[20] We have shown results from both 1728 unadjusted TD3200 daily surface observations, and from 636 USHCN monthly averaged station data that has been adjusted for a number of nonclimatic factors, the three most important being the change in the time of observations, changes in the location of the stations, and the change in thermometers [Vose et al., 2003, 2004; Cai and Kalnay, 2004; Quayle et al., 1991]. The effect of the change in time of observations is to warm-bias the maximum temperature observations made in the afternoon and to cool-bias the minimum temperature in the morning [Vose et al., 2003]. Because the time of observations has been generally shifting from near sunset to morning observation times, over the past 50 years this has artificially reduced the real observational trend, especially in the maximum temperature. In addition, in the late 1980s the National Weather Service replaced the thermometers in about half the stations that constitute the TD3200 data set. This produced a change in these stations of about −0.4C in the maximum temperature and +0.3C in the minimum, with a corresponding +0.1C in the mean and −0.7C in the DTR. The net effect of all the USHCN adjustments between 1958 and 1992 is an approximately linear trend of about 0.08C/decade. Before 1958 and after 1992 the net effect of the nonclimatic corrections on the trend is small (www.ncdc.noaa.gov/oa/climate/research/ushcn/ushcn.html).

[21] We have computed the impact of the nonclimatic adjustments on the trends using the USHCN monthly data available at the NCDC Web site. We compare here the trends of the raw (unadjusted) data with those corrected for time of observation, thermometer changes, station history, and missing observations (but not for urban effects based on population density, which are much smaller). The trends were computed as described in section 2 for all 636 USHCN stations in the eastern United States that are located below 500 m. Figure 8 shows the trends in the observations adjusted for all nonclimatic factors except for the urban correction (top), the trends in the raw observations (center), and their difference, which represents the trend due to nonurban adjustments (bottom). The trends of the raw observations obtained using all the 1728 stations in eastern United States (Figure 3, top) are very similar to those obtained with the USHCN subset (Figure 8, center), both in magnitude and in geographical distribution, indicating that the USHCN is an unbiased subsample of the raw data, and that it is possible to add the nonclimatic adjustments to the trends a posteriori. We verified this in Table 3, which lists the USHCN nonurban corrections of the trend, the original trend obtained using the OMR method with all the raw observations, the a posteriori adjusted correction and finally the OMR method applied only to the USHCN subset of stations. The results indicate that the corrections can be added a posteriori with an error of less than 0.01C/decade.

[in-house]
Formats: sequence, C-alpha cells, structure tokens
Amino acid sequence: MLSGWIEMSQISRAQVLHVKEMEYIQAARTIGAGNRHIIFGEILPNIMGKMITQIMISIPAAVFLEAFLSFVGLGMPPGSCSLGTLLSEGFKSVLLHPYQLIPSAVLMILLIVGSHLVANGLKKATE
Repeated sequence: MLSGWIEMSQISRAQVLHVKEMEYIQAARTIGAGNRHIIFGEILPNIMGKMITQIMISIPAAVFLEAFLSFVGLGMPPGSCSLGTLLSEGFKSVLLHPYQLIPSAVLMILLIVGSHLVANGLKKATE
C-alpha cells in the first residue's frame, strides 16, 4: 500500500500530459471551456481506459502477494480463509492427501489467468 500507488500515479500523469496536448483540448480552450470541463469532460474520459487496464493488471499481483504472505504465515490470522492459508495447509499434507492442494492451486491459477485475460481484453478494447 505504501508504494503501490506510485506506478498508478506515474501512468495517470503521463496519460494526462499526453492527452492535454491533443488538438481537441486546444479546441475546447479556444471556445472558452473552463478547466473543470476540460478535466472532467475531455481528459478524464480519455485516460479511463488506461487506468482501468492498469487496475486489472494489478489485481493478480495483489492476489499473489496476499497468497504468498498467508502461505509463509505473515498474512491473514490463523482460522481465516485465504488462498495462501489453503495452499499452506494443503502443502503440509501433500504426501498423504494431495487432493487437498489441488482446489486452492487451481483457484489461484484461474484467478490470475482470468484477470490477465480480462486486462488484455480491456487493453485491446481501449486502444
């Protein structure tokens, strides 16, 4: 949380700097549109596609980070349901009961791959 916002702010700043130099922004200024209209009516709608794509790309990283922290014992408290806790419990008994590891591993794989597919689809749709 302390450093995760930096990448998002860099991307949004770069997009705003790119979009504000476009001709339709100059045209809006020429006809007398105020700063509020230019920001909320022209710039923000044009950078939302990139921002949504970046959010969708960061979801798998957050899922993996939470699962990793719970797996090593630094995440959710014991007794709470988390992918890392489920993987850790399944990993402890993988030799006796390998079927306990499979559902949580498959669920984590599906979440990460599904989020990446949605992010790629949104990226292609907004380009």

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Figure 8. Impact of the nonclimatic adjustments in the USHCN data computed for the same areas and periods used in Figures 36. (top) Trend including all the non-climatic adjustments except for urban adjustment. (center) Trend of the raw data (comparable to the top of Figure 3 using all the data). (bottom) Trend due to the nonclimatic adjustment. (left) Tmax; (right) Tmin.

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Table 3. Impact of the Nonclimatic, Nonurban Adjustments (Estimated From the USHCN Subset of Stations, in Italic) on Our Original Estimated Trends From the Raw Dataa
Trends, °C/decade (Data Used for the Trend)TmaxTminTmeanDTR
  • a

    The adjusted estimates (corrected a posteriori, underlined) can be compared with the values obtained using USHCN observations directly (last row).